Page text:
Explaining the relationship between temperament and symptoms of psychiatric disorders from preschool to middle childhood: hybrid fixed and random effects models of Norwegian and Spanish children

Lars Wichstrøm, Eva Penelo, Kristine Rensvik Viddal, Nuria de la Osa, Lourdes Ezpeleta

Research output: Contribution to journalArticleResearchpeer-review

17 Citations (Scopus)

Abstract

© 2017 The Authors. Journal of Child Psychology and Psychiatry published by John Wiley & Sons Ltd on behalf of Association for Child and Adolescent Mental Health. Background: Four explanations for the concurrent and prospective associations between temperament and psychopathology in children have been suggested: predisposition, complication/scar, common cause/continuity, and pathoplasty/exacerbation. Because the confounding effects of common causes have not been ruled out in prior work, the support for the various explanations is uncertain. Methods: Screen-stratified community samples of 4-year olds in Trondheim, Norway (n = 1,042), and 3-year olds in Barcelona, Spain (n = 622), were assessed biennially for symptoms of attention-deficit/hyperactivity (ADHD), oppositional defiant (ODD), conduct (CD), anxiety, and depressive disorders through interviewer-based psychiatric interviews across four waves of data collection. The parents completed child temperament ratings. The data were analyzed with random and fixed effects regression adjusted for all time-invariant unmeasured confounders (e.g., genetics, common methods bias, item overlap). Results: In both Norway and Spain and across ages, negative affect predisposed children to symptoms of all disorders except CD, low effortful control predisposed children to ADHD and ODD-symptoms, and surgency predisposed children to increased ADHD-symptoms. Complication effects were observed in the Spanish children for ADHD-symptoms, which increased surgency and diminished effortful control, and for ODD-symptoms, which decreased surgency. The common cause and pathoplasty/exacerbation explanations were not supported. Conclusions: The present results are consistent with the view that temperament plays a causal role in the development of symptoms of psychiatric disorders in children. Because temperament is malleable, interventions targeting the affective, attentional, and behavioral regulatory components of temperament may reduce psychopathology in children.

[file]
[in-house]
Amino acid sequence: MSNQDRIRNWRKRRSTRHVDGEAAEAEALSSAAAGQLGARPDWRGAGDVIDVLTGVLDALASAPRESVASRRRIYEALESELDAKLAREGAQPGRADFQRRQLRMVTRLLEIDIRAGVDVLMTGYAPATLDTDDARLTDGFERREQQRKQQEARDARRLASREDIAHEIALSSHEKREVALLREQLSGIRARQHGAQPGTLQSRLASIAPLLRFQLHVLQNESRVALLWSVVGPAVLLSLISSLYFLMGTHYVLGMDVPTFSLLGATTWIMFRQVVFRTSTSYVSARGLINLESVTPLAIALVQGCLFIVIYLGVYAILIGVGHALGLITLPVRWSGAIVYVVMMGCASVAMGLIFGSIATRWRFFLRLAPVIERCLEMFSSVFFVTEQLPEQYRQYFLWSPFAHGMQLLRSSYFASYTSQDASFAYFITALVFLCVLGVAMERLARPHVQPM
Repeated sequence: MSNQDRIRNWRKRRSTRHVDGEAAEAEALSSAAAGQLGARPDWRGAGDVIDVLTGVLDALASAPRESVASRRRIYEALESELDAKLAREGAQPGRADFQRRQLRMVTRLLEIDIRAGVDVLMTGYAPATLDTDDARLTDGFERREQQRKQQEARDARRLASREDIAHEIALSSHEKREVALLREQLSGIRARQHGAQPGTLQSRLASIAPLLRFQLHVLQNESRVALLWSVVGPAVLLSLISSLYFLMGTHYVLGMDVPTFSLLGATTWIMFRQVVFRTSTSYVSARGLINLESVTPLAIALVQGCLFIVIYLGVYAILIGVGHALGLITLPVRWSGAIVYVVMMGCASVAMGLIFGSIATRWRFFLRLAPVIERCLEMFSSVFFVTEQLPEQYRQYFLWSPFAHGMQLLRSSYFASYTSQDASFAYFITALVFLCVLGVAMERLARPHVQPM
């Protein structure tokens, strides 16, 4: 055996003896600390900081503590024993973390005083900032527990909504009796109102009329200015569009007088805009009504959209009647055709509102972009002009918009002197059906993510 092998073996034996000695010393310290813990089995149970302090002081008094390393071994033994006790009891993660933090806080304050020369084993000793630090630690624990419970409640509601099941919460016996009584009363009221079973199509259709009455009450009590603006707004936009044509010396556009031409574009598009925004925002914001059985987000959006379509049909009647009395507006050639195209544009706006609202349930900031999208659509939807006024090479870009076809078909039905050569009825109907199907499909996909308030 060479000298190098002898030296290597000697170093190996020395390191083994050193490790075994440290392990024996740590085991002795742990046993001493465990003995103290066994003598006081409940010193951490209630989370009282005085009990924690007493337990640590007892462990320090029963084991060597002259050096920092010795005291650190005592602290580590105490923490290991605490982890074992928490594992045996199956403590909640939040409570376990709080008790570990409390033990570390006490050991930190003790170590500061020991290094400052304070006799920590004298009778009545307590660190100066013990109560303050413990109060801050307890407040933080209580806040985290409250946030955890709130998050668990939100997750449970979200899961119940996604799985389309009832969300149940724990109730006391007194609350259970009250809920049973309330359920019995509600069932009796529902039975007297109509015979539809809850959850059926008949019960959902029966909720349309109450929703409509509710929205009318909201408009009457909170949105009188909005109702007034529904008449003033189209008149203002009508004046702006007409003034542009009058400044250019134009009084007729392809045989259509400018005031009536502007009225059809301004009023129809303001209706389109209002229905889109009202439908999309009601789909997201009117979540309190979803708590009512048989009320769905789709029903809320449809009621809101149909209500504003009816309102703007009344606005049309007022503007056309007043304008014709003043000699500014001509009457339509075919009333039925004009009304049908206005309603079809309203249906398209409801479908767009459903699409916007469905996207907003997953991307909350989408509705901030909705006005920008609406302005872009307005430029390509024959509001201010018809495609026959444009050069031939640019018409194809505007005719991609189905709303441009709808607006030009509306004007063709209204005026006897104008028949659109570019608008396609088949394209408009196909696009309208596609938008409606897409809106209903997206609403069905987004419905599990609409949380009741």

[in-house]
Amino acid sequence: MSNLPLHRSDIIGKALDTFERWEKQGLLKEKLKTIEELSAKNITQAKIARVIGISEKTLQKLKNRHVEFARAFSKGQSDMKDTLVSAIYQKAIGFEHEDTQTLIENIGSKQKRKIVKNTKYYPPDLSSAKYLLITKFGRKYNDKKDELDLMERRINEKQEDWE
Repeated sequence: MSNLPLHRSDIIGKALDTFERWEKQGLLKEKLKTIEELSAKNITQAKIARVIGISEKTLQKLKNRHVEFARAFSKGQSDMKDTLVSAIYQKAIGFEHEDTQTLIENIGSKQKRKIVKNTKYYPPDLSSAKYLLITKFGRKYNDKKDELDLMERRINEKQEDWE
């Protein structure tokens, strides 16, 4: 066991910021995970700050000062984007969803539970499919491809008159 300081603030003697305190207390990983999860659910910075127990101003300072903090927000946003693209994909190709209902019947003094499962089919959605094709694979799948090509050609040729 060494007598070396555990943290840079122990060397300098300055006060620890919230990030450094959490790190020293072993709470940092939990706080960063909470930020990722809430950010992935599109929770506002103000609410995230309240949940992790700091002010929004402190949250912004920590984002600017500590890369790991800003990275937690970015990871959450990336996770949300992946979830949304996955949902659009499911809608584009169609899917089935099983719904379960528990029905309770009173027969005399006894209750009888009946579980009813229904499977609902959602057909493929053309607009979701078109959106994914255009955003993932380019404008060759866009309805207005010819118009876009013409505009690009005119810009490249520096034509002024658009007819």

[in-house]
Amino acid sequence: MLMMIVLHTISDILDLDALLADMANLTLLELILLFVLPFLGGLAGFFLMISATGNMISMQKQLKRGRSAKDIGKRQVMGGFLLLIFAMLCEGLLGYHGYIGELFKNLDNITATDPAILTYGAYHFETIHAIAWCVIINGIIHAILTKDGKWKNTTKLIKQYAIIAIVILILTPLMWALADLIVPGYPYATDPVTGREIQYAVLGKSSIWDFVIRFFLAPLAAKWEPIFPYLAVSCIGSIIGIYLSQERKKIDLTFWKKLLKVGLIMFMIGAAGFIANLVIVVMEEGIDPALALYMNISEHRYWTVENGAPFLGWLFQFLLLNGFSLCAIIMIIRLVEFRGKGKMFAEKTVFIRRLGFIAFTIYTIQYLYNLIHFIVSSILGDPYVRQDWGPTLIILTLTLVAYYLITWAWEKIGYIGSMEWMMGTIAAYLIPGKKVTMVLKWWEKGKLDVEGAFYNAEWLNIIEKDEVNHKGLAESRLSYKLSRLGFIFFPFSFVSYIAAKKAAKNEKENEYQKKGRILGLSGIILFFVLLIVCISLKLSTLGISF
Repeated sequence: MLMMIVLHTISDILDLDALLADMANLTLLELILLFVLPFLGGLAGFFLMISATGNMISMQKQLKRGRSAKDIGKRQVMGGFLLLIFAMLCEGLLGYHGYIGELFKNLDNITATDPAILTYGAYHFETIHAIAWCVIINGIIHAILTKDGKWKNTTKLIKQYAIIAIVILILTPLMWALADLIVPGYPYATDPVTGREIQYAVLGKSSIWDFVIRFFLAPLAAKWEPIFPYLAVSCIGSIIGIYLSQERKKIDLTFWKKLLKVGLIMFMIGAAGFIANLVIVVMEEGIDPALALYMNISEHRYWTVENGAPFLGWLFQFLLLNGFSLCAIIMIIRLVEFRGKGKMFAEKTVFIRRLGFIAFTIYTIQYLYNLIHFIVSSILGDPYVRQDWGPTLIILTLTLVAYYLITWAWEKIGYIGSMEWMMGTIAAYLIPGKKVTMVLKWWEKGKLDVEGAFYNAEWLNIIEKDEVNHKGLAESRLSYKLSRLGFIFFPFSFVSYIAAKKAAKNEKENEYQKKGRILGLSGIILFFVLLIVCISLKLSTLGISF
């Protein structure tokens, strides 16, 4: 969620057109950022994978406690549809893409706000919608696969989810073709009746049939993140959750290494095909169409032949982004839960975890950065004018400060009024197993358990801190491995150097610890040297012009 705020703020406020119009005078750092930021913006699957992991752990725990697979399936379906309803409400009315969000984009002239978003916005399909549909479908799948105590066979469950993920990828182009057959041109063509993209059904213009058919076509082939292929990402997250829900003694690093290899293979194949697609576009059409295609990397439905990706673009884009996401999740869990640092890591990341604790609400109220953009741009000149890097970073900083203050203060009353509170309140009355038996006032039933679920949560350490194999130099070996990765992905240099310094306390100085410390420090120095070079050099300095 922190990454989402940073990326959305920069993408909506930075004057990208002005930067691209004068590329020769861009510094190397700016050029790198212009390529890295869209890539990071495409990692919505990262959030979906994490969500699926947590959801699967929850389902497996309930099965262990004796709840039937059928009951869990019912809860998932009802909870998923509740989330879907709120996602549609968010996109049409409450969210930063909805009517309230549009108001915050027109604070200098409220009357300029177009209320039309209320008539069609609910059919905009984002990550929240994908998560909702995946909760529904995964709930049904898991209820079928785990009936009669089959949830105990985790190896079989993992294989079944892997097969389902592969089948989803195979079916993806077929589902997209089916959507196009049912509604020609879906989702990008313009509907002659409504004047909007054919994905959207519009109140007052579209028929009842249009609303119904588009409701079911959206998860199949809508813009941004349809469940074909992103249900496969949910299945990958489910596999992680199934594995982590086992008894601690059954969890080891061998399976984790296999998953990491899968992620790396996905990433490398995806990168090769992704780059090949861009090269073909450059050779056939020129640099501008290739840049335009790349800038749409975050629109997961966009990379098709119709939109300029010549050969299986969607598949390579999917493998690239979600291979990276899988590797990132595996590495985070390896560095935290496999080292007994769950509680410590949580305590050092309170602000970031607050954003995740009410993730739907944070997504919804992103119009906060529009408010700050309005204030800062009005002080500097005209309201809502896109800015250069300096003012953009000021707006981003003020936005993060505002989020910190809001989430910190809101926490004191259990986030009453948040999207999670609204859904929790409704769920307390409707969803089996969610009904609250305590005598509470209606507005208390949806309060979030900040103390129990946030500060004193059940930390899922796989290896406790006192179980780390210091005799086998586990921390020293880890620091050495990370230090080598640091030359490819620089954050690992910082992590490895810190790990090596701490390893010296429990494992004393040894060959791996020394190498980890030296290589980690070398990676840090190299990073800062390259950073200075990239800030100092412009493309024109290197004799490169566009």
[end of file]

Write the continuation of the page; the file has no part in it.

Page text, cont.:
Original languageEnglish
Pages (from-to)285-295
JournalJournal of Child Psychology and Psychiatry and Allied Disciplines
Volume59
DOIs
Publication statusPublished - 1 Mar 2018

Keywords

  • ADHD
  • anxiety
  • complication
  • conduct disorder
  • continuity
  • depression
  • effortful control
  • exacerbation
  • fixed effects
  • longitudinal
  • negative affectivity
  • oppositional defiant disorder
  • pathoplasty
  • predisposition
  • prospective
  • psychiatric symptoms
  • random effects
  • scar
  • surgency
  • temperament

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